Indications emerged on Tuesday that the trouble of former Enugu State Chief Judge Innocent Azubuike Umezulike may be far from over.
This is so because detectives have traced over N632.2million to his account.
He is under tension to prove source of the humongous funds.
Some of the lodgements, it was learnt came from lawyers, businessmen, politicians and litigants, an Economic and Financial Crimes Commission (EFCC) source said .
Besides, Justice Umezulike is believed to have been operating an account without a Bank Verification Number (BVN).
Three properties allocated to the ex-CJ may be confiscated, Bar and Bench Watch also learnt.
The former Chief Judge has been invited for interrogation on January 17 on some of the “shocking” lodgments.
It was learnt that the ongoing probe of the judge followed petitions against him, including some sent to the National Judicial Council (NJC).
The NJC on September 29, 2016 recommended Justice Umezulike for compulsory retirement alongside Justice Mohammed Tsamiya, who was the Presiding Justice of the Ilorin Division of the Court of Appeal
Justice Kabiru Auta of Kano State High Court was recommended for dismissal.
The NJC said it recommended Umezulike to Governor Justice Lawrence Ugwuanyi of Enugu State for compulsory retirement for “delivering judgment in a case 126 days after final addresses were adopted by parties, and for other instances of abuse of office”.
He has since been retired.
The council also found Justice Umezulike guilty of allegedly “receiving a donation of N10m from a businessman, Prince Arthur Eze, during his book launch while two cases in which Eze was said to have had “vested interest”, were in the judge’s court.”
There appears to be more trouble for Justice Umezulike, going by the preliminary investigation of EFCC detectives.
A highly-placed sourc copiously quoted by The Nation also said: “From the probe of the salary account of the judge with the main branch of First Bank Plc in Enugu, our team discovered that he was operating it without a BVN as at June 2016.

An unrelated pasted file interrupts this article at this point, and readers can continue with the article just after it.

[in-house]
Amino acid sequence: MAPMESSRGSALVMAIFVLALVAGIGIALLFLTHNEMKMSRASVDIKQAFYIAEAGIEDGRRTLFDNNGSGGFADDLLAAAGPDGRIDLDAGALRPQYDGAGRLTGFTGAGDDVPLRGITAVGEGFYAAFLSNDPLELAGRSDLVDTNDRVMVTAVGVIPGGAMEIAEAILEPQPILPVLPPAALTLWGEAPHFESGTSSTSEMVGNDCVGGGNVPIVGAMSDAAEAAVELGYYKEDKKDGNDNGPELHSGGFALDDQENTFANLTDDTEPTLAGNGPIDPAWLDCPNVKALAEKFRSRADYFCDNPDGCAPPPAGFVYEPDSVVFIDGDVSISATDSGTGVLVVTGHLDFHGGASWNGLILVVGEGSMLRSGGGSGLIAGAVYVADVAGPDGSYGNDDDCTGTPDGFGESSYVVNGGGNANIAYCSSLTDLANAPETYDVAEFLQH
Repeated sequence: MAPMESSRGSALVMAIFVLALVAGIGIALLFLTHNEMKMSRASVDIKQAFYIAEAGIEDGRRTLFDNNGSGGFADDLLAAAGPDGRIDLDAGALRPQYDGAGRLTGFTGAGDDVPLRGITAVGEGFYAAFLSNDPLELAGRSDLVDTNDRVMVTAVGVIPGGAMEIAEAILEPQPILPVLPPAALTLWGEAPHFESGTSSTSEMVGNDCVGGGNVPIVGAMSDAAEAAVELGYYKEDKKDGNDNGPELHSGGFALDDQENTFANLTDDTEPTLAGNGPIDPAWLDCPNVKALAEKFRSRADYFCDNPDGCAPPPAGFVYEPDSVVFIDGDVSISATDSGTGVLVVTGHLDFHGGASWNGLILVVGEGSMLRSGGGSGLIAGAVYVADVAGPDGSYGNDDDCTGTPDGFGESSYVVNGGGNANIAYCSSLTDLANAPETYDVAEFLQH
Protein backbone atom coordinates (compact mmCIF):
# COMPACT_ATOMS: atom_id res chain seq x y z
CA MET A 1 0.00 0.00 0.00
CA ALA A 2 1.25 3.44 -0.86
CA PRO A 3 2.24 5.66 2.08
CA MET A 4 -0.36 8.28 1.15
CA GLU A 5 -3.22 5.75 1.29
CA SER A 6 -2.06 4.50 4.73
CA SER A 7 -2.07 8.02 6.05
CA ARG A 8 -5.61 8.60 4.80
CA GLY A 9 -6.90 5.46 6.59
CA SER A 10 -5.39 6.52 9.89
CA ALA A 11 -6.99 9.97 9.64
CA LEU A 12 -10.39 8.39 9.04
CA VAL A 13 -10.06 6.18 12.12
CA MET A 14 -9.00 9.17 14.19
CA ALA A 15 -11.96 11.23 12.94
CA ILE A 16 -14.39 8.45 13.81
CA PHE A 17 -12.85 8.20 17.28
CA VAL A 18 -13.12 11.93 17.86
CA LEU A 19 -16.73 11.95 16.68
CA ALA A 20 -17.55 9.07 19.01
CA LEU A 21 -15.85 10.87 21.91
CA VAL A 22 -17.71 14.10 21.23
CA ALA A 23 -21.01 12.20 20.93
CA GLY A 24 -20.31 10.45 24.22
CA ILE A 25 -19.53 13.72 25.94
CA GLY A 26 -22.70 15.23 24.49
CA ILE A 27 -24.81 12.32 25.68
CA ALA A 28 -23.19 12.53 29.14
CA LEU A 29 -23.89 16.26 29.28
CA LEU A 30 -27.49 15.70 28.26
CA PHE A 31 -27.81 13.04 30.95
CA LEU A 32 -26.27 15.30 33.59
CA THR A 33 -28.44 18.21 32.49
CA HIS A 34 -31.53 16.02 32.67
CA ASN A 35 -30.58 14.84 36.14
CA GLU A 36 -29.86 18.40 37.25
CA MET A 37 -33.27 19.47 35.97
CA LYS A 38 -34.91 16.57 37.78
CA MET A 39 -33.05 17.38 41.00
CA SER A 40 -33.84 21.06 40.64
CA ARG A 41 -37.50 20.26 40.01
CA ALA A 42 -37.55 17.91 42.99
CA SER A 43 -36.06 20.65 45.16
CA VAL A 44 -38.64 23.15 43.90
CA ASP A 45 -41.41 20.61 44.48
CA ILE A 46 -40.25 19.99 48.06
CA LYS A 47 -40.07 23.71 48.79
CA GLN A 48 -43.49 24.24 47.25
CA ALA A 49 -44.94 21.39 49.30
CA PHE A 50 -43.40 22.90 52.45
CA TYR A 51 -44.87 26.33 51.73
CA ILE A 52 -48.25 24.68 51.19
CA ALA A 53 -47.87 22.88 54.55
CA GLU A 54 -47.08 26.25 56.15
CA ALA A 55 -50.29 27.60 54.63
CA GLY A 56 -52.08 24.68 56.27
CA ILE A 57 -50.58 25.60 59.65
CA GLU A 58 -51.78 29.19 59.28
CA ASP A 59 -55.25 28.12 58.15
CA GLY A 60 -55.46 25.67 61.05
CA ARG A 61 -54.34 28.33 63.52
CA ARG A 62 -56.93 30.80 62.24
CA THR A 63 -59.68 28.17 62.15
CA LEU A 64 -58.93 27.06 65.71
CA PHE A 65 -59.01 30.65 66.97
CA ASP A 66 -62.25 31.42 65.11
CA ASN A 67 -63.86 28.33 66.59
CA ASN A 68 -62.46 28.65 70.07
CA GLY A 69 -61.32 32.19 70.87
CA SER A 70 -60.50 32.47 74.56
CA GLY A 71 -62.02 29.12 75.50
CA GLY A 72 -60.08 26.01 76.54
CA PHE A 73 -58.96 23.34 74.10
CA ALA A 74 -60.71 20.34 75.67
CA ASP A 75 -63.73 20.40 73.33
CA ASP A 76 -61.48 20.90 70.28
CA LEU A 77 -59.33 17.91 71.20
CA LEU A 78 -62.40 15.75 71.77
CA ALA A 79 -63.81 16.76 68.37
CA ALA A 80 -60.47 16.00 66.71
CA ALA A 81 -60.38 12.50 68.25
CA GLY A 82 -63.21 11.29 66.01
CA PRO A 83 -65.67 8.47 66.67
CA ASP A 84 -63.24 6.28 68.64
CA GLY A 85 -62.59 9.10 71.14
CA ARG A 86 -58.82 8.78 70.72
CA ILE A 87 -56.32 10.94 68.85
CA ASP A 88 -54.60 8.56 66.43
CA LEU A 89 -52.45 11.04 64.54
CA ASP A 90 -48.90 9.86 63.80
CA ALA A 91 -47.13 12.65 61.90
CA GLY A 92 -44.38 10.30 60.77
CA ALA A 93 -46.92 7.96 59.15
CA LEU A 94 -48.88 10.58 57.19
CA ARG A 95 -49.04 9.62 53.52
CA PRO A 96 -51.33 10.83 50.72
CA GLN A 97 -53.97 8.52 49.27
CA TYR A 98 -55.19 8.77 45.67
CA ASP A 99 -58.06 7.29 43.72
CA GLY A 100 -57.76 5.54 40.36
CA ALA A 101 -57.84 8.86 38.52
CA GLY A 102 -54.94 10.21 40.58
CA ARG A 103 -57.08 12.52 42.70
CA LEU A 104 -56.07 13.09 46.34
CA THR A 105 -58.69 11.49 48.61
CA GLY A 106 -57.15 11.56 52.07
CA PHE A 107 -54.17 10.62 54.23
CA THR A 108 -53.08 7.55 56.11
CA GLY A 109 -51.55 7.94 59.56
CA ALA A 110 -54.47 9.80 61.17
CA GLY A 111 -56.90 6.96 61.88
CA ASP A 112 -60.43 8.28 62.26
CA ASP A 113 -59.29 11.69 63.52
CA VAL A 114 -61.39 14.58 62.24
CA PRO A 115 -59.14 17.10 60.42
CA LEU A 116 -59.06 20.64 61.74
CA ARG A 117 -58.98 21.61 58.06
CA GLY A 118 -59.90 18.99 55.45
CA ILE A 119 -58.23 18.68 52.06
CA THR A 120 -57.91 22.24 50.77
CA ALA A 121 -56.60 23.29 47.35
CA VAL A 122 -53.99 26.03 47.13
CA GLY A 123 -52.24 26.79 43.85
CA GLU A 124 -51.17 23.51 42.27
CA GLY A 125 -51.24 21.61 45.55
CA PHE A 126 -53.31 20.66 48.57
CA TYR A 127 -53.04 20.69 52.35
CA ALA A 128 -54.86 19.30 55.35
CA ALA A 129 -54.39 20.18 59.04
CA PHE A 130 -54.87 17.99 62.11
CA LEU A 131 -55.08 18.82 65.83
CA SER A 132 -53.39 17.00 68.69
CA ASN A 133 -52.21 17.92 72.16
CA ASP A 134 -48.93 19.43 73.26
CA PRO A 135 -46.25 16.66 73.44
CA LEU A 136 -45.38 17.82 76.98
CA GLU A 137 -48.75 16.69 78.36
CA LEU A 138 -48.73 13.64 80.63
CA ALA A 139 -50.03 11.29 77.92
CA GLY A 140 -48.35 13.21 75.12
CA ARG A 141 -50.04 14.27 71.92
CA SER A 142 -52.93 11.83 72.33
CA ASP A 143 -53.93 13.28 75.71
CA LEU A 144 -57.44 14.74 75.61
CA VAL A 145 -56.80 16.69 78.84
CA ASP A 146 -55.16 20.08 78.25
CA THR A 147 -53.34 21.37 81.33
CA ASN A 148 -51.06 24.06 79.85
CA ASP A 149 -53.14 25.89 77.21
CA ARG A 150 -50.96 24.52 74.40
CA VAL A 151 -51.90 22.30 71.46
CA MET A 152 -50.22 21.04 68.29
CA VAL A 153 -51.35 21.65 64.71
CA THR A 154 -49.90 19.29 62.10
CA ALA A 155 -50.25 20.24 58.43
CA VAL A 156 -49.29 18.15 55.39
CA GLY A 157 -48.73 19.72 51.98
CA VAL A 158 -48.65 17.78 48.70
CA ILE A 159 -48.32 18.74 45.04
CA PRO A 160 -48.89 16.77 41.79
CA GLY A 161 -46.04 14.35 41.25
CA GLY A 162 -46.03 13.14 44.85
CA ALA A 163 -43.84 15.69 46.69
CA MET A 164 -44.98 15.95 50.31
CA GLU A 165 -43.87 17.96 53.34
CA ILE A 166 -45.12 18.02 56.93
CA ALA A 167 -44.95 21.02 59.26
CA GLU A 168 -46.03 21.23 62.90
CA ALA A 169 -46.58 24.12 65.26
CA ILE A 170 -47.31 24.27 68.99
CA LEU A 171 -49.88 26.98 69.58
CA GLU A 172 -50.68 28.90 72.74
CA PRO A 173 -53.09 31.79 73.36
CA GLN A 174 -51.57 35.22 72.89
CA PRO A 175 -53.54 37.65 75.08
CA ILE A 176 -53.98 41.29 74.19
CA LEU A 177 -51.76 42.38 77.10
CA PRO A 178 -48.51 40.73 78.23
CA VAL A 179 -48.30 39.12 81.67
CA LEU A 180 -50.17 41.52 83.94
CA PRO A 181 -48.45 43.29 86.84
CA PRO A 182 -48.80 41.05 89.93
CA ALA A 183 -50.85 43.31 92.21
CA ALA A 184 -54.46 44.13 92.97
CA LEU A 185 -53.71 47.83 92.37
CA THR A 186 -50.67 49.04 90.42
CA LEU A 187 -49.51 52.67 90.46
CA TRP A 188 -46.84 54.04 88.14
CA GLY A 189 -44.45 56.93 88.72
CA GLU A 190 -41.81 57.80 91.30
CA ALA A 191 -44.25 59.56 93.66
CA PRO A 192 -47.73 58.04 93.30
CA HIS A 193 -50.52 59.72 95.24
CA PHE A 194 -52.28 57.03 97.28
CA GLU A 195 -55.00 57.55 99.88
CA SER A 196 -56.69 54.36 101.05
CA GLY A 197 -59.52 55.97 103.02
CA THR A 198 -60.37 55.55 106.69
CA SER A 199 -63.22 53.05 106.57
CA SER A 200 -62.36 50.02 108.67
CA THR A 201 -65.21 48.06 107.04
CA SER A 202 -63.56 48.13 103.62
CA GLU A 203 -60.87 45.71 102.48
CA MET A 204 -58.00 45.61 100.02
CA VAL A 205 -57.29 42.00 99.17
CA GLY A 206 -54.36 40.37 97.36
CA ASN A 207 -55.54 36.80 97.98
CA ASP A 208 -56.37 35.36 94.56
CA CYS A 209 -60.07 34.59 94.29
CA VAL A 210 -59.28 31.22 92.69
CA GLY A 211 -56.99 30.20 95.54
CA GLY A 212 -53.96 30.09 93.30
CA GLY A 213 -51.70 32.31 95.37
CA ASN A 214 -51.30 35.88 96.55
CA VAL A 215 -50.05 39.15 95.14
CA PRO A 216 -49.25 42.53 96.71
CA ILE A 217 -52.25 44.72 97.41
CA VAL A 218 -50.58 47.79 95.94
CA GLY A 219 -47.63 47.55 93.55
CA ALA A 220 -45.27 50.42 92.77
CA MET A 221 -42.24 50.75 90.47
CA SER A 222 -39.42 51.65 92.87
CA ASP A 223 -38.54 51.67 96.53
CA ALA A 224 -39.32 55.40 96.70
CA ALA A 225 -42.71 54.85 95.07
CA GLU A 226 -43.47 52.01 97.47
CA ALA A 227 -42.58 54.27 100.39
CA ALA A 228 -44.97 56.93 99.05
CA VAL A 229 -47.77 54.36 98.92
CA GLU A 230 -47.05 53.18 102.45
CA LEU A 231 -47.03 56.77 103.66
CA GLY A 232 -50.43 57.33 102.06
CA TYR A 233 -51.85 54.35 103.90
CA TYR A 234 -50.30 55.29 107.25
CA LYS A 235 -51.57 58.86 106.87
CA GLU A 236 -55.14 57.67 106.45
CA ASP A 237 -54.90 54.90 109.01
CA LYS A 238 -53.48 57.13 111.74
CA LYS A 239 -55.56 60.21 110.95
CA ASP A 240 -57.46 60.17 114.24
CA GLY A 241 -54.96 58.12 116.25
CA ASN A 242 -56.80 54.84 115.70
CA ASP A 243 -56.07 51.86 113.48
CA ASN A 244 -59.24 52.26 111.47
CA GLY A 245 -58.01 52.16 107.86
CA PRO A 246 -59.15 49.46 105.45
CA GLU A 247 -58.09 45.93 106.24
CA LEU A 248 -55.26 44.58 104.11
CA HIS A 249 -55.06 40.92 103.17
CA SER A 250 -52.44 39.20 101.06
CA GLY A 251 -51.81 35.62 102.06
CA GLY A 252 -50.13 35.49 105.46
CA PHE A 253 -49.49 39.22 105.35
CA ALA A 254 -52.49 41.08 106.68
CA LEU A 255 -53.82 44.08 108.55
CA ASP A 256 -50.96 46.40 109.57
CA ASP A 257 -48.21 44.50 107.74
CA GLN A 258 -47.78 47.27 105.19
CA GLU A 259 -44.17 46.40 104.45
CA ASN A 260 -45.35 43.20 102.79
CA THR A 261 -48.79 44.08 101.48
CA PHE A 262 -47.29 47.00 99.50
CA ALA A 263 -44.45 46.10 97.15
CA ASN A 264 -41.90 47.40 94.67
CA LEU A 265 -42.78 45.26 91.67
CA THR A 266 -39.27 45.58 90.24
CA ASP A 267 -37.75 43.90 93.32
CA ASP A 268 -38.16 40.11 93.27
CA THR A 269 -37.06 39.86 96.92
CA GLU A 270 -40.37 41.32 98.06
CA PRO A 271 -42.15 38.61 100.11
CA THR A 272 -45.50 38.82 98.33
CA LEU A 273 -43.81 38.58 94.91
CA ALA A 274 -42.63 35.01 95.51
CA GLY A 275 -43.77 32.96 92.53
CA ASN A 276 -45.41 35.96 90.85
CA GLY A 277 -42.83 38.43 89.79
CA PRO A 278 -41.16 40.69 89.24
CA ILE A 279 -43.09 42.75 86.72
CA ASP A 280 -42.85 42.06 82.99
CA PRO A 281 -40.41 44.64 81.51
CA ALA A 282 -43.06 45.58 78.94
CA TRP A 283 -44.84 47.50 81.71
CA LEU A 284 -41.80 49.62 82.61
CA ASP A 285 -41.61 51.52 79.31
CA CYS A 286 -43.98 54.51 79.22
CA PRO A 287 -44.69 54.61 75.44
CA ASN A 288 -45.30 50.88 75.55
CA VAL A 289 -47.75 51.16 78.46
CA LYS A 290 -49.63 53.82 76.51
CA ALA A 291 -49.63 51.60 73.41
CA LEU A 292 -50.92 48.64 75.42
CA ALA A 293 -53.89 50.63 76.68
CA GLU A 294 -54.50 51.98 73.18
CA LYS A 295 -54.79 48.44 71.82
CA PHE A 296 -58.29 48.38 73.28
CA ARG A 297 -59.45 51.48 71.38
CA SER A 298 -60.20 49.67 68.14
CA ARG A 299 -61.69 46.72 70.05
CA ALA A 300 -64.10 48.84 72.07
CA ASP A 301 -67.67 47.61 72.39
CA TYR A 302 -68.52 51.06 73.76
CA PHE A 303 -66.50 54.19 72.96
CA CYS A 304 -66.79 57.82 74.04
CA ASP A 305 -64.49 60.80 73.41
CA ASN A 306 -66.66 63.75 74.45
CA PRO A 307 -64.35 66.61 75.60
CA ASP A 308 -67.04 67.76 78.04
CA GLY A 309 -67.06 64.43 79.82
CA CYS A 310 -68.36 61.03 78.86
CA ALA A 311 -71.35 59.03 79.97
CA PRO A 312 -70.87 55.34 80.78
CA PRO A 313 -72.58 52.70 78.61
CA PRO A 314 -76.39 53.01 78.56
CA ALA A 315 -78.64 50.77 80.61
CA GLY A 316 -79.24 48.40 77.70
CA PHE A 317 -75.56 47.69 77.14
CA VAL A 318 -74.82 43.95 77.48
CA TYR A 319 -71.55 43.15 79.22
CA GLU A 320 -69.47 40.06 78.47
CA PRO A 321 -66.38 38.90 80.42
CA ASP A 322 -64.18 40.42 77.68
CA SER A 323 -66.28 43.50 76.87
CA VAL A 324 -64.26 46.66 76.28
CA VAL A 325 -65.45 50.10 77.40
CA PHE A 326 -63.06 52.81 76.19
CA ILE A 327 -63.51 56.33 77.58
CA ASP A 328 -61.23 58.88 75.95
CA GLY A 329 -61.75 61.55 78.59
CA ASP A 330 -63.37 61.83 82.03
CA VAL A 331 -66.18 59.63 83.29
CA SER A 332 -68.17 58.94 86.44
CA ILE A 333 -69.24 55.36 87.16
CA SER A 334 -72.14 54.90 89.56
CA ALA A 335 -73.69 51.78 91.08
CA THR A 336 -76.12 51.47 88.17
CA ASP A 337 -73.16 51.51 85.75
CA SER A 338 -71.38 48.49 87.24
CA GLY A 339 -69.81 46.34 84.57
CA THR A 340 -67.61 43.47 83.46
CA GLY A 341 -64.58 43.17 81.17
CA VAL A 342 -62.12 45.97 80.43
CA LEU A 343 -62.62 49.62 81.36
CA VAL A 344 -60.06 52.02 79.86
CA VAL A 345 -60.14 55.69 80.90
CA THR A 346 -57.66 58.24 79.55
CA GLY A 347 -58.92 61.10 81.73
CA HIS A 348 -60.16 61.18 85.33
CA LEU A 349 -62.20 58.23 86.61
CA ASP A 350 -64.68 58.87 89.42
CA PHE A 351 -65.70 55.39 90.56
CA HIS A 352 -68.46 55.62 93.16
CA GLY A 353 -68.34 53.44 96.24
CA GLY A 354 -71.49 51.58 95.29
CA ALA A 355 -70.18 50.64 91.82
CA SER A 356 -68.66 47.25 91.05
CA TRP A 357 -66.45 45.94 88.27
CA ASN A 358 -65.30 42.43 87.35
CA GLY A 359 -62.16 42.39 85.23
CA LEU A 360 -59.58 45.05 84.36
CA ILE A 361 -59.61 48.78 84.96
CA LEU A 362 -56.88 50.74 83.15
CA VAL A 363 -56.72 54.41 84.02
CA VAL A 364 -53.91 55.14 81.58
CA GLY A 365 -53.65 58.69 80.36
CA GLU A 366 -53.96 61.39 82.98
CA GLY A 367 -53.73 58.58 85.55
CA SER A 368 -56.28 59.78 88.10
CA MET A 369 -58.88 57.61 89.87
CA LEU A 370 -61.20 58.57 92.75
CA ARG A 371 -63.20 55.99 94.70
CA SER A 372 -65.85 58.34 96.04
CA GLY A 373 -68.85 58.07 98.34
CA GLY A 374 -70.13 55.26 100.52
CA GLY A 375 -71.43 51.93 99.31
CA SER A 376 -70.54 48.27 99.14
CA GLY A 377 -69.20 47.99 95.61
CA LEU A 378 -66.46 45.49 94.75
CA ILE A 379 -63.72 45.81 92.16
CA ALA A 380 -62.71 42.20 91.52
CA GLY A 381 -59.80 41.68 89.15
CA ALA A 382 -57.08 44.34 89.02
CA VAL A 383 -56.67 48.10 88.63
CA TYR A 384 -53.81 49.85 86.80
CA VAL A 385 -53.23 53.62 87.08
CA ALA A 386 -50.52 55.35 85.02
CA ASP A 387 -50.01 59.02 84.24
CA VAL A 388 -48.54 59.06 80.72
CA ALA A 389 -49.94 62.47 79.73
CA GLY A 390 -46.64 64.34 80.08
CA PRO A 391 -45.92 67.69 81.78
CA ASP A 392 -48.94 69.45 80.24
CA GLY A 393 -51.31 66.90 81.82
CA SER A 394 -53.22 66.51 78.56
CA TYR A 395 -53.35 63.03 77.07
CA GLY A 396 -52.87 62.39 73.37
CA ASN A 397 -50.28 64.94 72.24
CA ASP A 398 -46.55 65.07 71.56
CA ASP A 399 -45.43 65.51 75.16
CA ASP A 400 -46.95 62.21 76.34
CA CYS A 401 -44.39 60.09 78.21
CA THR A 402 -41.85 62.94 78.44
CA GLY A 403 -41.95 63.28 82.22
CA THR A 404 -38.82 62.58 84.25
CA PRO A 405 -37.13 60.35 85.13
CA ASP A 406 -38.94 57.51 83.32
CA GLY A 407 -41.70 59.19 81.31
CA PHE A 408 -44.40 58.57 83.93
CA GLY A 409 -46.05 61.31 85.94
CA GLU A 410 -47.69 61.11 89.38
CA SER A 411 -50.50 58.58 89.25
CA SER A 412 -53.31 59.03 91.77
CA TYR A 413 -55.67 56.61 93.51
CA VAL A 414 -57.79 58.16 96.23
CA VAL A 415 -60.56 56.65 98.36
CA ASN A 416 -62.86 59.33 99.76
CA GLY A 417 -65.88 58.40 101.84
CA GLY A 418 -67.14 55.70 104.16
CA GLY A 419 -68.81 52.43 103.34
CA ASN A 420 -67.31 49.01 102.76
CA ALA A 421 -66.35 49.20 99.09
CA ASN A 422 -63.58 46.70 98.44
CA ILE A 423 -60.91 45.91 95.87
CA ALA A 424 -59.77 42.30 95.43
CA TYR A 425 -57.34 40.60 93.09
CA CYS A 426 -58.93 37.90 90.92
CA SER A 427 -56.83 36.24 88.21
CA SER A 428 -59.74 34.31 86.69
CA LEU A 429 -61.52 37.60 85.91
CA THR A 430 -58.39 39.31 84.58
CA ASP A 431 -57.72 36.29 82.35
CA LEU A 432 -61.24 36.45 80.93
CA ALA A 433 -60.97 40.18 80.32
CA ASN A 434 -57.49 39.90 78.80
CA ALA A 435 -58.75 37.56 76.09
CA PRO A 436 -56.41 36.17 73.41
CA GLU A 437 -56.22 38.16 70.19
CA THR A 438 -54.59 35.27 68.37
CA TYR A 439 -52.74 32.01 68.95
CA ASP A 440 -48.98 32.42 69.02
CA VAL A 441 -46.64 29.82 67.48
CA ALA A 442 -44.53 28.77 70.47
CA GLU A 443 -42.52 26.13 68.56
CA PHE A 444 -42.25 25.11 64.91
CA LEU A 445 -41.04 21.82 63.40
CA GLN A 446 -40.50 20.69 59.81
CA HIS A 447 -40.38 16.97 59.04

“Further verification showed that he was earning N701, 726. 28 per month but he did not make any single withdrawal for 11 months.
“When we analysed an account linked to the judge, the turnover was about N396, 544.034.73 with a closing balance of N632.223.47 as at 15th of June 2016.”
Responding to a question, the source said: “We were able to identify how lodgments were made into the account linked to Justice Umezulike.
“The depositors included Justice Umezulike, legal practitioners, businessmen, politicians and litigants. The judge invested most of the cash in Treasury Bills.”
As at press time, there were indications that some assets identified with the judge might be seized by the EFCC, pending the conclusion of its investigation – in line with sections 28 and 34 of the EFCC (Establishment Act) 2004 and Section 13(1) of the Federal High Court Act, 2004.
The source added: “Our detectives uncovered three properties allocated to the ex-CJ by the Enugu State Government. These are:
Plot H/136 Golf Phase II, Enugu allocated in 2000 but sold to Mr. J.I. Chime in 2007 who subsequently sold it to Cosmas Offia in 2008;
Block B2 Flat 16 Maryland Estate, Enugu allocated in 2012 Sold to Igwe Goddy Moore; and
Plot H/88 Gold Estate Phase I, GRA Enugu allocated in 2015 which is still in the judge’s possession.
Justice Umezulike is likely to report to the Port Harcourt Zonal Office of the EFCC.
Detectives tried but failed to obtain the Assets Declaration Form of the ex-CJ from the Code of Conduct Bureau.
“We may however place the properties located so far under temporary asset forfeiture.”
Sections 28 and 34 of the EFCC (Establishment Act) 2004 and Section 13(1) of the Federal High Court Act, 2004 empower the anti-graft agency to invoke Interim Assets Forfeiture Clause.
“Section 28 of the EFCC Act reads: ‘Where a person is arrested for an offence under this Act, the Commission shall immediately trace and attach all the assets and properties of the person acquired as a result of such economic or financial crime and shall thereafter cause to be obtained an interim attachment order from the Court.’
Section 13 of the Federal High Court Act reads in part: “The Court may grant an injunction or appoint a receiver by an interlocutory order in all cases in which it appears to the Court to be just or convenient so to do.
(2) “Any such order may be made either unconditionally or on such terms and conditions as the Court thinks just.”